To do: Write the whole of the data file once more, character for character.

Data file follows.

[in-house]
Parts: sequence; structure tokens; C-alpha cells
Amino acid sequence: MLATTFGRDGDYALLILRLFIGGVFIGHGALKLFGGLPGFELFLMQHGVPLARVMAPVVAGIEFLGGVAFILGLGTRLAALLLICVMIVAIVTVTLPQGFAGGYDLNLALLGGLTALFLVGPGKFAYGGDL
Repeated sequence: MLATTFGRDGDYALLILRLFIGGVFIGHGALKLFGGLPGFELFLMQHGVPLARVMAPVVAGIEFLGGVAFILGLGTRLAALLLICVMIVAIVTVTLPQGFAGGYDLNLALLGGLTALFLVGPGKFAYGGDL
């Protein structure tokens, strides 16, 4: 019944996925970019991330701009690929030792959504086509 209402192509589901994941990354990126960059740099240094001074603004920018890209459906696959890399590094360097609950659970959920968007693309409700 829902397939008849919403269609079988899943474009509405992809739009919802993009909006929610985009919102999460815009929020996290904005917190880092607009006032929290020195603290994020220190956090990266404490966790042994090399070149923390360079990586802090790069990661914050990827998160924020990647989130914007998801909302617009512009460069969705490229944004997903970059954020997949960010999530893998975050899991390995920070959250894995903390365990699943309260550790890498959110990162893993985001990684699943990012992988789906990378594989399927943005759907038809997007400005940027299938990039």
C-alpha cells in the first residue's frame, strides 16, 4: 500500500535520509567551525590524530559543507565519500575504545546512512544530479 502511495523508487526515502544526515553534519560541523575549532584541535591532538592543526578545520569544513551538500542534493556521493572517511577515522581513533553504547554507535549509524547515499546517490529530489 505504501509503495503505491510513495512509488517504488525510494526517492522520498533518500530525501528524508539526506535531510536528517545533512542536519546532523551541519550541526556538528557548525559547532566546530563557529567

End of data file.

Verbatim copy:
[in-house]
Parts: sequence; structure tokens; C-alpha cells
Amino acid sequence: MLATTFGRDGDYALLILRLFIGGVFIGHGALKLFGGLPGFELFLMQHGVPLARVMAPVVAGIEFLGGVAFILGLGTRLAALLLICVMIVAIVTVTLPQGFAGGYDLNLALLGGLTALFLVGPGKFAYGGDL
Repeated sequence: MLATTFGRDGDYALLILRLFIGGVFIGHGALKLFGGLPGFELFLMQHGVPLARVMAPVVAGIEFLGGVAFILGLGTRLAALLLICVMIVAIVTVTLPQGFAGGYDLNLALLGGLTALFLVGPGKFAYGGDL
């Protein structure tokens, strides 16, 4: 019944996925970019991330701009690929030792959504086509 209402192509589901994941990354990126960059740099240094001074603004920018890209459906696959890399590094360097609950659970959920968007693309409700 829902397939008849919403269609079988899943474009509405992809739009919802993009909006929610985009919102999460815009929020996290904005917190880092607009006032929290020195603290994020220190956090990266404490966790042994090399070149923390360079990586802090790069990661914050990827998160924020990647989130914007998801909302617009512009460069969705490229944004997903970059954020997949960010999530893998975050899991390995920070959250894995903390365990699943309260550790890498959110990162893993985001990684699943990012992988789906990378594989399927943005759907038809997007400005940027299938990039």
C-alpha cells in the first residue's frame, strides 16, 4: 500500500535520509567551525590524530559543507565519500575504545546512512544530479 502511495523508487526515502544526515553534519560541523575549532584541535591532538592543526578545520569544513551538500542534493556521493572517511577515522581513533553504547554507535549509524547515499546517490529530489 505504501509503495503505491510513495512509488517504488525510494526517492522520498533518500530525501528524508539526506535531510536528517545533512542536519546532523551541519550541526556538528557548525559547532566546530563557529567